Allan’s talk opened with an image drawn by Thomas Harriot of the Moon, which is dated 1609 July 26th at 9pm. The image is very special as it not only is the first sketch of the Moon through a telescope, but it unusually has a time on it. The Moon it shows is just five days old and it totally overthrows all earlier ideas of the moon. The Moon up to then had been smooth a celestial body and demonstrates perfection. Harriet finds a jagged terminator rough not smooth. Why did he not publish, Allan explained there are several reasons. Harriot was a rich man he was a mathematician and astronomer. The political situation was volatile. Just four years before his friend Lord Percy had been in the tower, he was not looking for fame as had also been taken to the tower, he had lands in Ireland, in the north of the UK and an annual income of £200. His papers were not discovered until 1784 in the Petworth house archives. They showed that Galileo was not the first to draw the Moon as his drawing came on November 30th, 1609. Galileo publishes quickly in 1610, he wanted money and fame, but in doing so he struggled to adjust to the higher society circles and rubbed a lot of important people up the wrong way, which gets him into trouble. This use of the telescope was the first time that a one of our five senses became enhanced. The Polish Astronomer, Johannes Hevelius, was also a rich man (from the brewery industry) but he was interested in astronomy and he draws the phases of the Moon in 1640, the craters in 1645 and this develops the into the first lunar atlas. Allan then moved onto the work of Rev Dr John Wilkins who was from Wadham College Oxford and thought that we might soon be able to fly to the Moon and what’s more, it may be inhabited. The telescope was allowing people to see objects in the sky as worlds for the first time. Robert Hooke would work with Wilkins and they would build mini flying machines with spring motors, these are most likely the first flying machine ever built. They thought that they just needed to upscale the model and they could then travel to the Moon. By 1672 Wilkins knew it was impossible to travel to the Moon as Boyle had shown space would not be breathable by making a vacuum. (air pressure at altitude). Hooke also devised an idea about a telescope with a ½ mile focal length from which he felt you could observe the surface of the Moon as clearly as you could see sheep on Salisbury plain. By 1665 he starts to talk about structure of lunar surface in his book ‘Micrographia’. Allan then spoke about the Great Lunar Hoax which is attributed to Richard Adams Locke. This showed that people were still not looking at the Moon in any detail. This would come later with a great chart of the Moon by Dr John Lee and early photography. More about the Lunar Hoax can be read in Bulletin 32 written by Carolyn Bedwell.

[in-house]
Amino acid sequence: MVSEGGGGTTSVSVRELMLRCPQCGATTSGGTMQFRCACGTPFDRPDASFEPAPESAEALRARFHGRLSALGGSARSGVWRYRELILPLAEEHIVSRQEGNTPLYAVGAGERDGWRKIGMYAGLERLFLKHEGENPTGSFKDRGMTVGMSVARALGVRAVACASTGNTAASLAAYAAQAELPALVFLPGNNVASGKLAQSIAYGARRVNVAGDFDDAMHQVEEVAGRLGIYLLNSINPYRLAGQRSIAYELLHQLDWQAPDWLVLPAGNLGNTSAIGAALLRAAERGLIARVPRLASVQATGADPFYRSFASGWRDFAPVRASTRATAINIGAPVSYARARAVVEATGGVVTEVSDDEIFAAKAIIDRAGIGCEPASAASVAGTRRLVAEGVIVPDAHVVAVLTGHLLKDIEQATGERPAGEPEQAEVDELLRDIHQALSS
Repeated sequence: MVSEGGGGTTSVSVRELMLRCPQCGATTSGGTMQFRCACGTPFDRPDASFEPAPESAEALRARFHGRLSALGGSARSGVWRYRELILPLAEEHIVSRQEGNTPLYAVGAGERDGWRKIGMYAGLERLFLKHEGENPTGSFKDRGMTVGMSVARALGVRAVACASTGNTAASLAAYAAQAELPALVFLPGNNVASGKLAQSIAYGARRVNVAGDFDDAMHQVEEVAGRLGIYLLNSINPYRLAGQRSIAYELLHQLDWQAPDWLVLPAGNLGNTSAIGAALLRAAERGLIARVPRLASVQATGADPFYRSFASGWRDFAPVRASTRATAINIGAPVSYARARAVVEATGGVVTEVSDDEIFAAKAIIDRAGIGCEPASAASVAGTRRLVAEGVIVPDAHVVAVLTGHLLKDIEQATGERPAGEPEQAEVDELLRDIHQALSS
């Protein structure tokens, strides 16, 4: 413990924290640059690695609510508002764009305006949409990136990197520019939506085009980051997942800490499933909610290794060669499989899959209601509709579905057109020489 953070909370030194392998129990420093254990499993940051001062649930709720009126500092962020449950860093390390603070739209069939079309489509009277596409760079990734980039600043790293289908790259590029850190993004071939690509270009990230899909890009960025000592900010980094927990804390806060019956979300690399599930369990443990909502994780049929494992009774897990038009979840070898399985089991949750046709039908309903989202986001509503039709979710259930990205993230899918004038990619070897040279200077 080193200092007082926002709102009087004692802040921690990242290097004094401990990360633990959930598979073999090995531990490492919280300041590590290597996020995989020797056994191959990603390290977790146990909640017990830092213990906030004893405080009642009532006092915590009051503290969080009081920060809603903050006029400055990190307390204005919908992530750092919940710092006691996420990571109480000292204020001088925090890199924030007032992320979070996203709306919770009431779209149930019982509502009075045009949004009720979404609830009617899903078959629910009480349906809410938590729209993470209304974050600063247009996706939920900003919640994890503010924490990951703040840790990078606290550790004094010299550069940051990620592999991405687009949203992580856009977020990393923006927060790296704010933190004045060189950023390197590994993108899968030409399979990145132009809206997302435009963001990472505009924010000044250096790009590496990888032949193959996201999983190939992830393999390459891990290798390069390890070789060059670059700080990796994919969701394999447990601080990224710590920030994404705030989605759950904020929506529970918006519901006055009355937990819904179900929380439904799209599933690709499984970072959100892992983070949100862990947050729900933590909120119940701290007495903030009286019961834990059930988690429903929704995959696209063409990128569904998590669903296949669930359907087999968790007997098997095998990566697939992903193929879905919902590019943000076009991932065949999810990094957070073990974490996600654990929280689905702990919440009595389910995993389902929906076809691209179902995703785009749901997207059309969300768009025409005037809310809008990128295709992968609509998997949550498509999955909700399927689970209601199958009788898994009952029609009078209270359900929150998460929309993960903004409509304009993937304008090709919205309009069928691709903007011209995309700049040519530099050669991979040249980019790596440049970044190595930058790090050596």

Thank you to all our speakers

This brought us to the end of a very interesting day of talks both formal and informal. We wish to extend our thanks to all the speakers for an interesting and varied day all about the Moon. Thanks also to James Dawson and his helpers for the always fascinating book stall. We also wish to thank all the attendees for battling through the inclement weather to make it to the BMI that day.

Carolyn Kennett